Dawson sighed over his godfather's tenacity. He didn't turn around, but he propped his shoulder against the window frame. "I'm tired is all. Spend nine months in Afghanistan—trust me, it'll wear you out. Hostile terrain. Temperature extremes. Bugs that bite. No booze. No women except for the service members, and hooking up with one of them is tricky. A good way for both partners to get into some seriously deep shit. Hardly makes getting laid worth the hassle."

    "You've had time since you got back to find an obliging lady."

    "Ah, but there's a problem with that." He closed the shutters, turned around, and grinned. "You got the last great girl."

    The levity fell flat. The worry line between Headly's thick eyebrows didn't relax.

    Dropping the pretense, Dawson returned to the chair, spread his knees, and stared at the floor.

    Headly asked, "Are you sleeping?"

    "It's getting better."

    "In other words, you're not."

    Dawson raised his head and said testily, "It's getting better. It's not easy jumping back into the thick of things, returning to an ordinary schedule."

    "Okay. I'll buy that. What else?"

    Dawson pushed back his hair. "This Harriet thing. She's gonna make my life miserable."

    "Only if you let her."

    "She's sending me to Idaho, for chrissake."

    "What have you got against Idaho?"

    "Not a damn thing. Nor do I have anything against the vision-impaired. Or hot- air balloonists. But it's not my story. It's not even my kind of story. So forgive me if I'm finding it a little hard to work up any enthusiasm for it."

    "Think you could work up some for a better story?"

    Headly hadn't asked that casually. There was substance behind the question. So, in spite of his dejection, Dawson felt a tingle of anticipation. Because Headly hadn't been only his godfather and lifelong good friend, he'd also been his invaluable and unnamed source within the Federal Bureau of Investigation.
    (Continues...)


    Excerpted from Deadline by Sandra Brown. Copyright © 2014 Sandra Brown. Excerpted by permission of Grand Central Publishing.
    All rights reserved. No part of this excerpt may be reproduced or reprinted without permission in writing from the publisher.
    Excerpts are provided by Dial-A-Book Inc. solely for the personal use of visitors to this web site.

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    See All Sort by: Showing 1 – 20 of 73 Customer Reviews
    • Anonymous

      Posted September 28, 2013

      I think this is the best Sandra Brown has written since Envy.  

      I think this is the best Sandra Brown has written since Envy.   Really liked the characters and dialog.  I also think this would make a great movie

      8 out of 11 people found this review helpful.

      Was this review helpful? Yes  No   Report this review
    • Posted October 6, 2013

      ALL I CAN SAY IS OMG THIS WAS UNREAL!!!!  I FINISHED IT IN 2 DA


      ALL I CAN SAY IS OMG THIS WAS UNREAL!!!!  I FINISHED IT IN 2 DAYS BECAUSE I WAS NOT GOING TO BED UNTILL I FINISHED IT.
      NOW I'M MAD BECAUSE NOW I HAVE TO FIND ANOTHER ONE AS GOOD AS THIS ONE.  HAPPY READING    20 STARS

      7 out of 7 people found this review helpful.

      Was this review helpful? Yes  No   Report this review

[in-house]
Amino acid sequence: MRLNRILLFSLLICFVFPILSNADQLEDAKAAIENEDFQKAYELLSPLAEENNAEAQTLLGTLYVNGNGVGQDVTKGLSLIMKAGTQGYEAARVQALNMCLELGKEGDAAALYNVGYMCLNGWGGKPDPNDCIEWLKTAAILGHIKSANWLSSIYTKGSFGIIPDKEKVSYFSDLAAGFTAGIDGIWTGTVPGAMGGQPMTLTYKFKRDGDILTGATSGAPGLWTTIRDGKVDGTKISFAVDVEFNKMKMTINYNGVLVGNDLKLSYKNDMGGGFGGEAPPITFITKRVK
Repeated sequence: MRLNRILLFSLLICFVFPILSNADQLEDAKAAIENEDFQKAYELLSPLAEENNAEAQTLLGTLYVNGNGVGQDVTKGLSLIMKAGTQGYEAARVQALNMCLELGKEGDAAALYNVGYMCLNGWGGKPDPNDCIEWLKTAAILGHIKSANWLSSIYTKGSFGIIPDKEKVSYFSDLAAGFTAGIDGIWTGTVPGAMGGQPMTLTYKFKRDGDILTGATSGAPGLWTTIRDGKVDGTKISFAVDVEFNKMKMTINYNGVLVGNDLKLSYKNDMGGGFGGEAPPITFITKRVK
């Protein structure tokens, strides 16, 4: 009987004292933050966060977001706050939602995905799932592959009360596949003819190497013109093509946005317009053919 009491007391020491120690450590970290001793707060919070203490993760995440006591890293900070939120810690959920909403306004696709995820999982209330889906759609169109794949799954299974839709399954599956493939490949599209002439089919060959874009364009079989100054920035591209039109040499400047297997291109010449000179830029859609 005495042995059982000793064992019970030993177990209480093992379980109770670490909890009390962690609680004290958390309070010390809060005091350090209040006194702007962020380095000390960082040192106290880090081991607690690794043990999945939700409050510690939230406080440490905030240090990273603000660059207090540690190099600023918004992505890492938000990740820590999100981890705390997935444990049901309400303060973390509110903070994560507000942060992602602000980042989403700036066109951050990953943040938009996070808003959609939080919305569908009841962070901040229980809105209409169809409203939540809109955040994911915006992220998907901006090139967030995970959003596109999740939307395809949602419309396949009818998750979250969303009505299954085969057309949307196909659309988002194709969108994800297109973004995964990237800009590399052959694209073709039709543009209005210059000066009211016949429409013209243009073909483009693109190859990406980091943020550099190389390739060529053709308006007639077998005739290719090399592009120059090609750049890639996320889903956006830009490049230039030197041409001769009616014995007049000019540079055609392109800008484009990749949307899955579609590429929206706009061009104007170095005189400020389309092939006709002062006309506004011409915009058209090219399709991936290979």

• Anonymous

      Posted September 27, 2013

      Best one she has ever written.

      I could not put this one amd was sorry when it
      Was over. Would be a great movie. Sandra Brown you are the best there is! NLR in Arizona

      6 out of 7 people found this review helpful.

      Was this review helpful? Yes  No   Report this review
    • Anonymous

      Posted October 11, 2013

      Seriously one of her best books! I haven't been a huge fan of Sa

      Seriously one of her best books! I haven't been a huge fan of Sandra's in awhile. He last few books have been "okay", but nothing I have wanted to re-read.  This books is amazing! It took me a few chapters to really get hooked, but then it grabbed me by the throat and I couldn't stop reading until I hit the last page! Get it! You won't regret!

      4 out of 4 people found this review helpful.

      Was this review helpful? Yes  No   Report this review
    • Posted October 2, 2013

      more from this reviewer

      This book great!!! I have read Sandra Brown's books before so


      This book great!!!


      I have read Sandra Brown's books before so I expected this to be good read but this was even better then I expected.


      This book was great from the beginning to the end. Sandra Brown keeps you on a wild Roller Coaster ride through out the entire book.In the book itself you find journalist Dawson Scott’s recent return from a tour of investigative reporting in Afghanistan. After being entrenched with the military for so long and seeing the horrors of war, he is suffering from PTSD. He is a broken and lonely man. He ends up meeting and caring for a family that he is to afraid to let into his life, Will he be able to refuse to help them? Will he be able to deny his attraction to the beautiful Amelia?



      Deadline is another great dramatic read from Sandra Brown. you will not be disappointed in this book.

      4 out of 4 people found this review helpful.

      Was this review helpful? Yes  No   Report this review
    • Posted October 1, 2013

      Wonderful book by Sandra Brown!!!  I couldn't put the book down

      Wonderful book by Sandra Brown!!!  I couldn't put the book down and read it in one day!!  Great Read!!  Recommend Very Highly!!!

      4 out of 4 people found this review helpful.

      Was this review helpful? Yes  No   Report this review
    • Posted October 25, 2013

      Loved it!

      Some great twists. Good characters. Would read it again.